GTY Technology Holdings Inc. (Nasdaq: GTYH), a special purpose acquisition company founded by former Accenture (NYSE: ACN) and EMC executives, has wrapped up its purchase of six technology companies in a push to expand presence in the public sector market.
The deals resulted in the formation of a new software company that consolidates Bonfire Interactive, CityBase, eCivis, Open Counter Enterprises, Questica and Sherpa Government Solutions, Las Vegas-based GTY said Tuesday.
“The public sector is undergoing an extensive digital transformation,” said Stephen Rohleder, the combined company’s chairman and CEO.
Oracle’s lawsuit against the Department of Defense looking to stop its $10 billion cloud buy is being frozen temporarily while DOD probes conflict-of-interest allegations.
Judge Eric Bruggink of the Court of Federal Claims issued a stay in the case Feb. 19, in response to a motion from the DOD. According to the brief order, DOD is reconsidering “whether possible personal conflicts of interest impacted the integrity of the JEDI Cloud procurement.”
The DOD’s motion seeking the stay remains under seal.
The conflict-of-interest allegations stem from the participation of two individuals in the Joint Enterprise Defense Infrastructure procurement with strong ties to Amazon Web Services, the vendor widely seen as having the inside track in this procurement because of its work provisioning classified cloud services for the intelligence community.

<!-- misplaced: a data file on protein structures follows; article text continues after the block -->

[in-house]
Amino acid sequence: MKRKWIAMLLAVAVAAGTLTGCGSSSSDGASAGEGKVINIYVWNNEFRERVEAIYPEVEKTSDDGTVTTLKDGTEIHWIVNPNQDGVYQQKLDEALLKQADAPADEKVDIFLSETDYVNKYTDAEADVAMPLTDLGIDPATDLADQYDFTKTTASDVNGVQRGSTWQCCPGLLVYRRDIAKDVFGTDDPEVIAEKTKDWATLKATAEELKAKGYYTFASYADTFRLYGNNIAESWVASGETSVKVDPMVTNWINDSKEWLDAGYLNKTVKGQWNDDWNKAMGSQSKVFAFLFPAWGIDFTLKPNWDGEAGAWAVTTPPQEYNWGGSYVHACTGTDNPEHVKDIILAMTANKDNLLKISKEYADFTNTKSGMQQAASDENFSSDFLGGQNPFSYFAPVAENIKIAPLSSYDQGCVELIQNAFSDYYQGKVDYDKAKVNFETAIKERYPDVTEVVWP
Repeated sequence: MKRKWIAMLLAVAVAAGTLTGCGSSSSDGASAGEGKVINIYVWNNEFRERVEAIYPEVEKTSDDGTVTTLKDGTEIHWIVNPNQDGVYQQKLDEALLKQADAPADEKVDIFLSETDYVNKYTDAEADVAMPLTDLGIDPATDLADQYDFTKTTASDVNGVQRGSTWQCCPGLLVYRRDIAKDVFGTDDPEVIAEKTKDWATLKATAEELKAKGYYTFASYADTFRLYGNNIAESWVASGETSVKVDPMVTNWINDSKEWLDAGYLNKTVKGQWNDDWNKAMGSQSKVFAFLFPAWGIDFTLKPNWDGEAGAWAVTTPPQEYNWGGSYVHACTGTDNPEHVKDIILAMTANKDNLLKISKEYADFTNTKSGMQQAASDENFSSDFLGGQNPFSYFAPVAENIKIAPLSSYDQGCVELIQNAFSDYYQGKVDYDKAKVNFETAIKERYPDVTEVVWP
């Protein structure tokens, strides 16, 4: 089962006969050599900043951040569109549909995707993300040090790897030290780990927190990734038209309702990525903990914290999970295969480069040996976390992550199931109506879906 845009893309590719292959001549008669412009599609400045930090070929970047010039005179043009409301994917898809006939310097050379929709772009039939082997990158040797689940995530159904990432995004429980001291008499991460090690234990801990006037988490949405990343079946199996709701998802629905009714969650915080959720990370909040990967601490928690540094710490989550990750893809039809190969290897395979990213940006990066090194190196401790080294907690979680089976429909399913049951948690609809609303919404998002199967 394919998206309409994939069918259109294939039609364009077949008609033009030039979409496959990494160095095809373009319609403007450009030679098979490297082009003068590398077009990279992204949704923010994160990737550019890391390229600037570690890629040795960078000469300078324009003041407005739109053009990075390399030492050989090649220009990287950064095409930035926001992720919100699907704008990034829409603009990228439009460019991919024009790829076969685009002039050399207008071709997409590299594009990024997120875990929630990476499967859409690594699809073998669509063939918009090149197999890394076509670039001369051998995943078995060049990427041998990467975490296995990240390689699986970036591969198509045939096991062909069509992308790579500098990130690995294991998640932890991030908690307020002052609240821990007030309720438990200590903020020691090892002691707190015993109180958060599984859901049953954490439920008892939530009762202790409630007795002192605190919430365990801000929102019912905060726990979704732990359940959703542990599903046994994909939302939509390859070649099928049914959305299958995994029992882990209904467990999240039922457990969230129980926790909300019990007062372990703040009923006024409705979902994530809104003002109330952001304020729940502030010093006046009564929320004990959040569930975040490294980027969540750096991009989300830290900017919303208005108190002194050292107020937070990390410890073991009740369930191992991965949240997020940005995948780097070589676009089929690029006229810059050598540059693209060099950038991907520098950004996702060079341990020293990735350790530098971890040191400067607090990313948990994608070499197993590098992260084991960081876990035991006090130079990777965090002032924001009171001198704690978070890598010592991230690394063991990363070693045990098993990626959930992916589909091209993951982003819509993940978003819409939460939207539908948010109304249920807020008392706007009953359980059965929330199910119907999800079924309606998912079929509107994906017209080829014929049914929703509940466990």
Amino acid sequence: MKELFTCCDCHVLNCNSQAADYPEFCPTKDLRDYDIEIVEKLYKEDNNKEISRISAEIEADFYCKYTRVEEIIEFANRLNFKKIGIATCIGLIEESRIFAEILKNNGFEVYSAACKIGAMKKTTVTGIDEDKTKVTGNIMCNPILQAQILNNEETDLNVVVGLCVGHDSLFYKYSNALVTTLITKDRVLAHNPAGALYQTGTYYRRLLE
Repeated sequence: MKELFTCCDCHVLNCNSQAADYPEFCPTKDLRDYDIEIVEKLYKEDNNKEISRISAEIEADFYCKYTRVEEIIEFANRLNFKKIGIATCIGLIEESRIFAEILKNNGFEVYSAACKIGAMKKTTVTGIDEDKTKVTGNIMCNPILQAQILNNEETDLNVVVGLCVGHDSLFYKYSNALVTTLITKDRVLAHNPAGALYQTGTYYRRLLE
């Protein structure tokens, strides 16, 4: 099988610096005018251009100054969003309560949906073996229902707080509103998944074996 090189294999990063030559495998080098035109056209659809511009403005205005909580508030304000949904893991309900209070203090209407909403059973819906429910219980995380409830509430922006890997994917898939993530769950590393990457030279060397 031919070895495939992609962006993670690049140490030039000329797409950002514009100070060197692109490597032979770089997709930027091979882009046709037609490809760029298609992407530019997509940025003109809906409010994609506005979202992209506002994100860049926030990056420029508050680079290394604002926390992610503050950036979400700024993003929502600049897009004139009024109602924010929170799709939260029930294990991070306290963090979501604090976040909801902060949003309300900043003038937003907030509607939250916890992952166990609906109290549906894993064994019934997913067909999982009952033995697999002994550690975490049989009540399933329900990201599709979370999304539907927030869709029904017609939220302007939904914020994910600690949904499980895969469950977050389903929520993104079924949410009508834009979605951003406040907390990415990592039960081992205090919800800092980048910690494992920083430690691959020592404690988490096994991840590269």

Saudi Arabia’s Crown Prince Mohammed bin Salman has been shunned by much of the world after the murder of dissident journalist Jamal Khashoggi in October, which the CIA concluded he had ordered. A-list executives pulled out of his Riyadh investment forum (dubbed ‘Davos in the Desert’), street protests greeted his arrival in Tunisia in November, and there were reports Morocco’s King Mohammed VI snubbed him on a visit to the North African country.
That wasn’t the case earlier this week in Pakistan, however, which bestowed its highest civilian award on the young Saudi prince, gave him a gold-plated gun, and declared Monday a public holiday in honor of his two-day visit to Islamabad.
“Saudi Arabia has always been a friend in need, which is why we value it so much,” Pakistani Prime Minister Imran Khan said Sunday, while seated next to MBS, as the crown prince is known. Earlier Saudi’s de-facto leader had announced investments in Pakistani petrochemicals, power generation, and mining projects worth more than $20 billion.
The central issue at play is a constitutional question: whether Trump’s emergency declaration violated Congress’s constitutional authority to appropriate funds. But the “they” in Trump’s scenario— “they will sue us”— turned out to be several groups with specific concerns about the effects of building a border wall.
Here’s a look at four court challenges Trump’s emergency declaration will likely face.
If you think this is going to be yet another column admonishing you for not doing enough to curb the amount of single-use plastic in our waste stream, you can relax. You don’t need a lecture at this point.